As we continue to develop VR and AR even further, companies are coming up with solutions to some of the most common issues that a user might face using these brand new technologies. According to Mozilla, one of the biggest such things is the fact that no good, cross-platform web browser exists for AR, VR, and MR experiences.

Now, the company has announced that it is building a browser that is exactly that — compatible across multiple headsets and allowing users easy and intuitive access to the treasure trove that is the internet — all without gathering user data the way major tech giants like Google and Facebook do.

For the most part, according to Mozilla’s statement, it looks like the company knows it can build a web-browser that can handle the weird task of browsing through (mostly) 2D content inside a VR, AR, or MR headset.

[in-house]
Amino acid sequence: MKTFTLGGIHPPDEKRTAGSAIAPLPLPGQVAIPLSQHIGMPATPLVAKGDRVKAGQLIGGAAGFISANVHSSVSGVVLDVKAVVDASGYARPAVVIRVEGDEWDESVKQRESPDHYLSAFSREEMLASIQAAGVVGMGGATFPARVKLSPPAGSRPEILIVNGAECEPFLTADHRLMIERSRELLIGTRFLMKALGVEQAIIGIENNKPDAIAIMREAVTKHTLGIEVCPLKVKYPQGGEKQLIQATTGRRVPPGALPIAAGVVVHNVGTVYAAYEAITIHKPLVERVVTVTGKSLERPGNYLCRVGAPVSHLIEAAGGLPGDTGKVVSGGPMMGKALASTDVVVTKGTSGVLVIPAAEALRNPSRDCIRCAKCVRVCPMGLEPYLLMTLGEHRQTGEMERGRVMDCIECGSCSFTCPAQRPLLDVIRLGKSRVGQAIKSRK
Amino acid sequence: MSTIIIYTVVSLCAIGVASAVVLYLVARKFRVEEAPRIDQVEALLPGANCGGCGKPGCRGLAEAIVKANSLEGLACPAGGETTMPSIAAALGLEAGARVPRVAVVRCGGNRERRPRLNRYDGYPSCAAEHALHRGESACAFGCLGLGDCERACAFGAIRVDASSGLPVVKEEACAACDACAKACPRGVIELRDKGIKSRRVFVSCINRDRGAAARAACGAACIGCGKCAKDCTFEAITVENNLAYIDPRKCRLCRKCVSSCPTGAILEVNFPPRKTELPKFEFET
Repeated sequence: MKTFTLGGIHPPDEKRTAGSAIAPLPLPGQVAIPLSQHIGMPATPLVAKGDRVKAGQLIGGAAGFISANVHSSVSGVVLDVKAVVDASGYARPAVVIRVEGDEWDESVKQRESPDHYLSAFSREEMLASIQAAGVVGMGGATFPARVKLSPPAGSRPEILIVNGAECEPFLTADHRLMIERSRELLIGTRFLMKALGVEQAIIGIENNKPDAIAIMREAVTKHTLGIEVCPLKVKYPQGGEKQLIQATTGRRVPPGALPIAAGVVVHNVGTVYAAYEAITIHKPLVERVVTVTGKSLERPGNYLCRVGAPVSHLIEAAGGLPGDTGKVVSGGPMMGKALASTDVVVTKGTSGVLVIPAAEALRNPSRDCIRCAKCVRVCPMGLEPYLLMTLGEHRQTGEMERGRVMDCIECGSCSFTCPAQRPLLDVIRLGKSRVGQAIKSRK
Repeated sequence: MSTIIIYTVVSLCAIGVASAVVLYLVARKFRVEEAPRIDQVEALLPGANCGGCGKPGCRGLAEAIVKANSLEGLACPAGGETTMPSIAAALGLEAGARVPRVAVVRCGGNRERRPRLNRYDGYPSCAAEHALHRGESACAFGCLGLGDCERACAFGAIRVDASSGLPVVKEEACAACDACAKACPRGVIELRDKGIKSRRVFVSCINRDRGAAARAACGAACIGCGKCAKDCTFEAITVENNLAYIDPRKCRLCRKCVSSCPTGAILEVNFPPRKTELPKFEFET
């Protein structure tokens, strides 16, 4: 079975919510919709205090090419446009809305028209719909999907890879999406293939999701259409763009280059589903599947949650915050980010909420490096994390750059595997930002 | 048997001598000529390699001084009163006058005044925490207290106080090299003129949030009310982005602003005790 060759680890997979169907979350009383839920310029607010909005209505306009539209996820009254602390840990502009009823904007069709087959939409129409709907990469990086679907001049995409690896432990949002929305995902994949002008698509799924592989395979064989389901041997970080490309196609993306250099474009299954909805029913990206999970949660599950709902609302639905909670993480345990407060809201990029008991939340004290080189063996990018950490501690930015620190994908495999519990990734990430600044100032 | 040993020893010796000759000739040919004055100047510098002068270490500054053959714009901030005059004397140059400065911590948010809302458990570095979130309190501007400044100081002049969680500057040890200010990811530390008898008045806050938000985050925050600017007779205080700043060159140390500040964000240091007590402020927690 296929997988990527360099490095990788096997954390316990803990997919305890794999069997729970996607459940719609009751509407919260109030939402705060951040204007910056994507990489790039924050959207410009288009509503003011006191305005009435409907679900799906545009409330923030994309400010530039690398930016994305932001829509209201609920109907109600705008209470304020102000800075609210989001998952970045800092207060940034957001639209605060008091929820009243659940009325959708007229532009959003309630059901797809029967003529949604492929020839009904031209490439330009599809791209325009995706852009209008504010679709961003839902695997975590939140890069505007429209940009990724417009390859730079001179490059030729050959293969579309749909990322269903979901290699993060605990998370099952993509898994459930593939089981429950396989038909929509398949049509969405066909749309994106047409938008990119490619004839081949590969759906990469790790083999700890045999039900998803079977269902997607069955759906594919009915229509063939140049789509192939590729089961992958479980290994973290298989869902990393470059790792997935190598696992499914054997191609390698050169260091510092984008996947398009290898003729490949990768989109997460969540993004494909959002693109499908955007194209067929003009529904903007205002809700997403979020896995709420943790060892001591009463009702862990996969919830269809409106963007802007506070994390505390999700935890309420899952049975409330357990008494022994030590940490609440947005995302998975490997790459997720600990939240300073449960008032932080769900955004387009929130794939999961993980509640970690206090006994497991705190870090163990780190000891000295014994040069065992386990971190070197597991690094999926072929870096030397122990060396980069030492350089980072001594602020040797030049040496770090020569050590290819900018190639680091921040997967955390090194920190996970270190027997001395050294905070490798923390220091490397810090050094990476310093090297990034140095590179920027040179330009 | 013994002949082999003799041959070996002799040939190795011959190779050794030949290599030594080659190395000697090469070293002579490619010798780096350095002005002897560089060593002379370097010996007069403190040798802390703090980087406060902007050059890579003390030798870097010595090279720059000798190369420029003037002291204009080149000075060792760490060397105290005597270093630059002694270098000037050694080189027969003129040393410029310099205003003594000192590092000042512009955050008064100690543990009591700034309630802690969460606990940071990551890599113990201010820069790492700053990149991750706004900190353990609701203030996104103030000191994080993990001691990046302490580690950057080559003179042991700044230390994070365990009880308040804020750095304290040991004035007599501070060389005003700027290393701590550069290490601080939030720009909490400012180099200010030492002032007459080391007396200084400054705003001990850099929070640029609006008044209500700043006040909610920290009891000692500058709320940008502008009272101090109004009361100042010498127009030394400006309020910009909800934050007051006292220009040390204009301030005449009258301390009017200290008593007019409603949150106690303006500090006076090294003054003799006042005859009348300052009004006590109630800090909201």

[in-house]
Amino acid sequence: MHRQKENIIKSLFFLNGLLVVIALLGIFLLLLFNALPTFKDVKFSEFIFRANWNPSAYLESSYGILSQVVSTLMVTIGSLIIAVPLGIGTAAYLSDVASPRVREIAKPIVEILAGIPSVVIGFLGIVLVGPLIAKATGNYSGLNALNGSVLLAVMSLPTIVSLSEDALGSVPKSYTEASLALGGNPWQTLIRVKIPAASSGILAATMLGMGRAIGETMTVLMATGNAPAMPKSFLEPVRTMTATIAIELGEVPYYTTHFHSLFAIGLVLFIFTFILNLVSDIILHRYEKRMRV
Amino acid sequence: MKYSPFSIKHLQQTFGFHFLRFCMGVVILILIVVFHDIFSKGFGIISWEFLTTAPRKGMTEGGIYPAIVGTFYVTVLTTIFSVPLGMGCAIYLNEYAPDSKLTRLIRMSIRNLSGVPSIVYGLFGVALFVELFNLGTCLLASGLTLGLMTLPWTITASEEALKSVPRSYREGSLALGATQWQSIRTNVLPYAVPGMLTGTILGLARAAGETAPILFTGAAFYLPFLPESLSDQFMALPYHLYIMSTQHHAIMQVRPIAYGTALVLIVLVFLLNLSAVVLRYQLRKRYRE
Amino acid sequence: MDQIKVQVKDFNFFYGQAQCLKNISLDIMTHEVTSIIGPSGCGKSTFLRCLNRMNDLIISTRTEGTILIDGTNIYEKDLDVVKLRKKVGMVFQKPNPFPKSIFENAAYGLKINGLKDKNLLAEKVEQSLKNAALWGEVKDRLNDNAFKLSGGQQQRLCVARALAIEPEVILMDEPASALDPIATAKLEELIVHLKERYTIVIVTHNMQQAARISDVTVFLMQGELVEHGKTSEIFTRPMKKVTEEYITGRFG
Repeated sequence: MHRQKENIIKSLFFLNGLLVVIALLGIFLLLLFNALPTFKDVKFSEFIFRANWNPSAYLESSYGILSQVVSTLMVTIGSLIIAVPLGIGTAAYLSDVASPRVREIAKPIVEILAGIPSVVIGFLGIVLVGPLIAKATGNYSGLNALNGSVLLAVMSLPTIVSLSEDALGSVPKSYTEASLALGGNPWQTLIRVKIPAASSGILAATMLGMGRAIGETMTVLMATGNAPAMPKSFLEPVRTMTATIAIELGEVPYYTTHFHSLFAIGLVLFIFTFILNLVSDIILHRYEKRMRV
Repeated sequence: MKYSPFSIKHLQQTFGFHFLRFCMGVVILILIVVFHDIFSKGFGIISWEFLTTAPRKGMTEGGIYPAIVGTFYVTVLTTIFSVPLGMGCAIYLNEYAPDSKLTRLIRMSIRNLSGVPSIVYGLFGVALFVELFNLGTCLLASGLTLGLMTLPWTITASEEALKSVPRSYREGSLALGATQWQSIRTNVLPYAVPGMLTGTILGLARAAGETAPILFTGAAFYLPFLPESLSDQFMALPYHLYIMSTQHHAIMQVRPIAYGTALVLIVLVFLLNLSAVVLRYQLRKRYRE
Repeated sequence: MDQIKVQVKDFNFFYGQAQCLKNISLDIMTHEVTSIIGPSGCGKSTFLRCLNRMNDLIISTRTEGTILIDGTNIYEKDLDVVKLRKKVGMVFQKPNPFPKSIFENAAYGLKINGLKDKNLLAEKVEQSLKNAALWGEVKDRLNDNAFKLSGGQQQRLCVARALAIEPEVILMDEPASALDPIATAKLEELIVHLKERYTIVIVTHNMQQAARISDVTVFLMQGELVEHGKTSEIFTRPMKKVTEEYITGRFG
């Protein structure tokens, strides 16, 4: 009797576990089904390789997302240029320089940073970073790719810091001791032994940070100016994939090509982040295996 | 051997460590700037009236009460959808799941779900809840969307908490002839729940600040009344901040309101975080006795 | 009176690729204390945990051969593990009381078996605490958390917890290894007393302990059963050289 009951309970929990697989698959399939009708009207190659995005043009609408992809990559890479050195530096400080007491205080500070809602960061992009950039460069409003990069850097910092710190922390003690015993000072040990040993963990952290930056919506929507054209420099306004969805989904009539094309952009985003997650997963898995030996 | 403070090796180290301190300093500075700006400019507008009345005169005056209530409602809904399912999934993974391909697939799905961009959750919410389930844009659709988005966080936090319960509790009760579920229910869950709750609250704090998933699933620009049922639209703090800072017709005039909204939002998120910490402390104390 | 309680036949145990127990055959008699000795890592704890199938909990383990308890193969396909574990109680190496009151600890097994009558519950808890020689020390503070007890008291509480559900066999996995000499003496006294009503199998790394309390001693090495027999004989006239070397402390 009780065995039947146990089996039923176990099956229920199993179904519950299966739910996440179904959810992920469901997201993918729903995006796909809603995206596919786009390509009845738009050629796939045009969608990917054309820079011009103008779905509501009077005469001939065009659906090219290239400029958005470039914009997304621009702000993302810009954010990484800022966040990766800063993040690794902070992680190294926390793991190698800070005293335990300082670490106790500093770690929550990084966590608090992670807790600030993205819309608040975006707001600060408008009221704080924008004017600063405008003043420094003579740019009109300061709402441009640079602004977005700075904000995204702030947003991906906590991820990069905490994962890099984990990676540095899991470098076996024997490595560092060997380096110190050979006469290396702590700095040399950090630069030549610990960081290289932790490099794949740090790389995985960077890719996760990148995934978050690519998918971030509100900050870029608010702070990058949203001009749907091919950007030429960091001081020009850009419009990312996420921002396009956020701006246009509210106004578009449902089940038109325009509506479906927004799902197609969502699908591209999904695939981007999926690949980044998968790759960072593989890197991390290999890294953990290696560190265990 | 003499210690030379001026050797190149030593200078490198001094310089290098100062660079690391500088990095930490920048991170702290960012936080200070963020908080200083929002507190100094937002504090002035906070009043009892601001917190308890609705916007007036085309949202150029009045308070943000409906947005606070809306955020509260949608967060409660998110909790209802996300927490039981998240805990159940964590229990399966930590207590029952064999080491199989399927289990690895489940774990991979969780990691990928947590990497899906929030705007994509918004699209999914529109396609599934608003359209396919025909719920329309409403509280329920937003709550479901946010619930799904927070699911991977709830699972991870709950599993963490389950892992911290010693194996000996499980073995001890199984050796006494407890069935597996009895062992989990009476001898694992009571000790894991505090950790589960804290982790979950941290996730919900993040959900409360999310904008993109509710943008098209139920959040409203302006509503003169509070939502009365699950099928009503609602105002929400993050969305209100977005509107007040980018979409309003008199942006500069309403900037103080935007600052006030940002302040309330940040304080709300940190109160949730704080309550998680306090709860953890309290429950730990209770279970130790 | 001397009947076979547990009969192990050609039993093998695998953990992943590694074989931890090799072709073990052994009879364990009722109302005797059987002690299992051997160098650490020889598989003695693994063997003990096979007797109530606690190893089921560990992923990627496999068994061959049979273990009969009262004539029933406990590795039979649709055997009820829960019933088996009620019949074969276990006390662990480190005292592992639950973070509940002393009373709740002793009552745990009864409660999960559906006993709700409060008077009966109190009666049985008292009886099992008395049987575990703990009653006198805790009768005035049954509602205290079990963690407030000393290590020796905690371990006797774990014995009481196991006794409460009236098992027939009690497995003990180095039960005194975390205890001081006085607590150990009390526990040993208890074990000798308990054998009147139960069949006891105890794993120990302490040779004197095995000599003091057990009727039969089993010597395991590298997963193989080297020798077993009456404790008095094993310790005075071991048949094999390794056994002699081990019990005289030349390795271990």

“Mixed reality is the wild west. How do you type? How do you express emotion? How do you view the billions of existing 2D web pages as well as new 3D content? How do you communicate? Who maps the world and who controls what you see? Can we build on our work with voice recognition and connected devices to create a better browsing experience? We love tackling these questions. Everything is new again, and we are constantly building and experimenting to find the right answers,” said the company in its blog post about Firefox Reality.

It’s not like there don’t exist web-browsers for VR headsets right now. Oculus has one for the Gear VR, and Google has an experimental version of Chrome with VR support for Daydream headsets, but both of these browsers suffer from one major issue — cross-platform compatibility. Problems that Mozilla’s browser shouldn’t have.

We’ll just have to wait and see how Mozilla’s Firefox Reality performs when the company is ready to roll it out to headsets.